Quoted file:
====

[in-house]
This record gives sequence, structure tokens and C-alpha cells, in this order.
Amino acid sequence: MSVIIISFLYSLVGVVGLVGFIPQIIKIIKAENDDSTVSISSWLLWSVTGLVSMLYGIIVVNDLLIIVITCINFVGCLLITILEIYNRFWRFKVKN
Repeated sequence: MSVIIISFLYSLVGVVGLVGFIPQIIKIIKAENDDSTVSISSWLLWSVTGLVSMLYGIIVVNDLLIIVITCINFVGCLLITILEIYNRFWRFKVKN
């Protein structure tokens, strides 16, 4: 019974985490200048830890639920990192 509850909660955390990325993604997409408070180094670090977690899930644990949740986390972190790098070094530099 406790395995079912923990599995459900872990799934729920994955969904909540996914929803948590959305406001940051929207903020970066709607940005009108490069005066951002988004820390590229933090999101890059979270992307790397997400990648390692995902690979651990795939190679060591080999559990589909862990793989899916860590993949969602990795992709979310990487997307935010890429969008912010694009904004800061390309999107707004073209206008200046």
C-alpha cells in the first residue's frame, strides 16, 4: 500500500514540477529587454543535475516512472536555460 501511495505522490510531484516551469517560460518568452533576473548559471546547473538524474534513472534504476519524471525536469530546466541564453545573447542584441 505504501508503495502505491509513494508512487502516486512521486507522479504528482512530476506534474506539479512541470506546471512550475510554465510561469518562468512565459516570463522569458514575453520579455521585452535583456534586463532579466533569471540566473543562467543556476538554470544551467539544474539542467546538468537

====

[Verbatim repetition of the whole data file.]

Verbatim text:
[in-house]
This record gives sequence, structure tokens and C-alpha cells, in this order.
Amino acid sequence: MSVIIISFLYSLVGVVGLVGFIPQIIKIIKAENDDSTVSISSWLLWSVTGLVSMLYGIIVVNDLLIIVITCINFVGCLLITILEIYNRFWRFKVKN
Repeated sequence: MSVIIISFLYSLVGVVGLVGFIPQIIKIIKAENDDSTVSISSWLLWSVTGLVSMLYGIIVVNDLLIIVITCINFVGCLLITILEIYNRFWRFKVKN
């Protein structure tokens, strides 16, 4: 019974985490200048830890639920990192 509850909660955390990325993604997409408070180094670090977690899930644990949740986390972190790098070094530099 406790395995079912923990599995459900872990799934729920994955969904909540996914929803948590959305406001940051929207903020970066709607940005009108490069005066951002988004820390590229933090999101890059979270992307790397997400990648390692995902690979651990795939190679060591080999559990589909862990793989899916860590993949969602990795992709979310990487997307935010890429969008912010694009904004800061390309999107707004073209206008200046």
C-alpha cells in the first residue's frame, strides 16, 4: 500500500514540477529587454543535475516512472536555460 501511495505522490510531484516551469517560460518568452533576473548559471546547473538524474534513472534504476519524471525536469530546466541564453545573447542584441 505504501508503495502505491509513494508512487502516486512521486507522479504528482512530476506534474506539479512541470506546471512550475510554465510561469518562468512565459516570463522569458514575453520579455521585452535583456534586463532579466533569471540566473543562467543556476538554470544551467539544474539542467546538468537